6. Reduce development and testing time (via computer simulation)
7. Flexible, localized, personalized pricing and promotions
8. Precision Marketing
9. Personalized consumer interaction
10. Artificial Intelligence-Driven Diagnostics and Recommendation Services
It is worth noting that these applications (including trend predictions) are most relevant to industries with the following characteristics: short product launch cycles (eg cosmetics industry); dynamic pricing and Industries that are frequently negotiated with retailers for effective promotion (relatively rare in the food and beverage industry).
While it is relatively easy to identify the most effective artificial intelligence and advanced analytics applications, deploying these applications across the organization is a task that most consumer goods companies cannot. Of the 30 consumer goods companies we studied, all have begun to implement at least one artificial intelligence and advanced analytics applications, half of which have begun testing four or more applications (see Figure 2). But no company can promote even one application across the organization.
Massive promotion, obstacles
Most of the consumer product company executives interviewed said: Expanding the scale of application of artificial intelligence and advanced analytics technology, and ensuring that it is internally accepted as an executive A key topic that we are currently exploring. In addition, they also listed some challenges. Even promoting only one application is very difficult because it requires a lot of investment and management cooperation across the organization.
Businesses often need to build small proof of concept (PoC) in specific countries or for specific applications for specific brands. However, if companies want to deploy proof-of-concept on a large scale, they often need multiple efforts: developing artificial intelligence and advanced analytics, and when they are strong enough, they can be deployed globally across the enterprise; developing data to consolidate data quality, Unify cross-country, cross-brand taxonomy; existing IT systems may become redundant due to the inability to support new artificial intelligence and advanced analytics, or current IT systems must be significantly adjusted to provide or receive applications The data in .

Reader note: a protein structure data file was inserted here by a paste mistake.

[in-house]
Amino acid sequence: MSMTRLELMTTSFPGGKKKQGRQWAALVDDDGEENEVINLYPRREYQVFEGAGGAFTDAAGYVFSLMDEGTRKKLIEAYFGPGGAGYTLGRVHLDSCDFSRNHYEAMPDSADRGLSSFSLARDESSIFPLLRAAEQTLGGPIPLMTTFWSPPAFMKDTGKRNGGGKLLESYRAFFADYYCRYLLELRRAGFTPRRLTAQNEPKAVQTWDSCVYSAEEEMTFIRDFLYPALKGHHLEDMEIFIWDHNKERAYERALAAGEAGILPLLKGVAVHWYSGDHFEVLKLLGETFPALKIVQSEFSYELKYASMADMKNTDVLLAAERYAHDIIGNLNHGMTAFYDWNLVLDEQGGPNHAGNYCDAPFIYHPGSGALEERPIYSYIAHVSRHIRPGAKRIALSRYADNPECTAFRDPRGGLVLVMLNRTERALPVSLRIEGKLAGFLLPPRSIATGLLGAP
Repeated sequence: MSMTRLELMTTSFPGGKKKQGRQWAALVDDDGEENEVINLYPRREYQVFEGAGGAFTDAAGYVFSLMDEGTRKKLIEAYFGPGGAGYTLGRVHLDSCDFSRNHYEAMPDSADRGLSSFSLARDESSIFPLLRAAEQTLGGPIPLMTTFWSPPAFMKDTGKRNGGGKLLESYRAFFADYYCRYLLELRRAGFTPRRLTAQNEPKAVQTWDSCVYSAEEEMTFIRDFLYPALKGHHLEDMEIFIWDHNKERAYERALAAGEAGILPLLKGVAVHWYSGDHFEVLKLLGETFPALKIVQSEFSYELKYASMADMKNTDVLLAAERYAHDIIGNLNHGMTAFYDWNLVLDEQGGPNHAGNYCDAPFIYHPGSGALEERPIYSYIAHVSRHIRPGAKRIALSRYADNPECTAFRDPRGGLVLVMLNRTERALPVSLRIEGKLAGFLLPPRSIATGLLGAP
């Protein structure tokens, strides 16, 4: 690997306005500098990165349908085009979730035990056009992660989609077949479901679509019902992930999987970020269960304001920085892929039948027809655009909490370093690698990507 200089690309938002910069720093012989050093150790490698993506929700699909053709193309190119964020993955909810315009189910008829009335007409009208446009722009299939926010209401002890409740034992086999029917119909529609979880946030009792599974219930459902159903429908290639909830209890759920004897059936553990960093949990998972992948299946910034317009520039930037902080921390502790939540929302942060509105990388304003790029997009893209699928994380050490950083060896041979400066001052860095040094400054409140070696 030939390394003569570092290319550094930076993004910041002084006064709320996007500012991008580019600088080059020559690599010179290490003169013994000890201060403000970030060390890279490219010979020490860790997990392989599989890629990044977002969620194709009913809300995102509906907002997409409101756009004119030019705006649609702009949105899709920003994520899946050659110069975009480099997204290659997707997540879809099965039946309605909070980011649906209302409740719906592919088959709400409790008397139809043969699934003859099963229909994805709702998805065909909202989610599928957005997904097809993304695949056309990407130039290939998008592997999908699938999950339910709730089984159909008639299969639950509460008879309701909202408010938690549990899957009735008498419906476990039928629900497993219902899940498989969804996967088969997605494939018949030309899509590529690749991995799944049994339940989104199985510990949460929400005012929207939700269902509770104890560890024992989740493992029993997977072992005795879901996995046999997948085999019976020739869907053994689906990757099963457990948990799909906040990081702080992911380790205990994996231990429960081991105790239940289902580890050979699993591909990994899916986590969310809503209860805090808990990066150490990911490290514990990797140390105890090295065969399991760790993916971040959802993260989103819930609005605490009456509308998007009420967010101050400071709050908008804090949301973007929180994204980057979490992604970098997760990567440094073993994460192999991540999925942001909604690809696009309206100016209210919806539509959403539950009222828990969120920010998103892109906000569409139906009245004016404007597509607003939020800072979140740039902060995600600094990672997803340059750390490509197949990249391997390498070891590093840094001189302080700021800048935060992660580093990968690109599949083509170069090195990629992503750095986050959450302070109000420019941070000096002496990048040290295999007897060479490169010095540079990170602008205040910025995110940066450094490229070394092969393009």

Other areas of concern include existing business processes, management rules, and job descriptions, as artificial intelligence and advanced analytics will change the current decision-making process, automate manual tasks and calculations, and change a large number of employees. And the daily duties of the manager. Finally, talent and skills are also issues that companies cannot ignore because building and maintaining artificial intelligence and advanced analysis shouldUse a strong talent pool (data scientists, data engineers, and data analysts). Consumer goods companies need to at least improve their ability in this area to avoid relying entirely on third-party suppliers.
In view of the above difficulties, in order to effectively promote artificial intelligence and advanced analysis in consumer goods companies, the following six obvious obstacles must be removed:
1 lack of foresight
The benefits of artificial intelligence and advanced analytics can be fully assessed, and the corresponding rewards are not attractive enough; executives are not adequately trained and limit their investment willingness.
2 The primary and secondary points are not divided
This will lead to the “prototype verification explosion”, which will make the enterprise's efforts go to waste. The company conducted a number of small tests with different suppliers, but did not perform any follow-up operations, nor did it put the necessary efforts into industrialization, scale-up and promotion.
3 Talent gap
Identifying, recruiting, and retaining talent (data scientists, data engineers, and data analysts, etc.) is no easy task, resulting in over-reliance on external suppliers. It is difficult to control the implementation. At the same time, companies have repeatedly tried to develop local talent, but often lack the clustering effect.
4 Insufficient data management
The company's data management, data quality or data ownership process is absent, and there is no unified (cross-departmental, cross-country) data classification to promote artificial intelligence and advanced Large-scale application of analysis.
5 Underestimate the influence
Such companies misjudged the level of investment needed to change management and develop relevant skills. Organizations cannot fully predict the impact of artificial intelligence and advanced analytics on existing business processes, decision processes, management routines, and the day-to-day work and skills required of employees.
6 Insufficient consideration of market differences
Companies often overlook the differences in digital ecosystems, data availability, channel characteristics, and supplier capabilities in different markets. Companies are also unaware that market needs, priorities and constraints vary in different markets.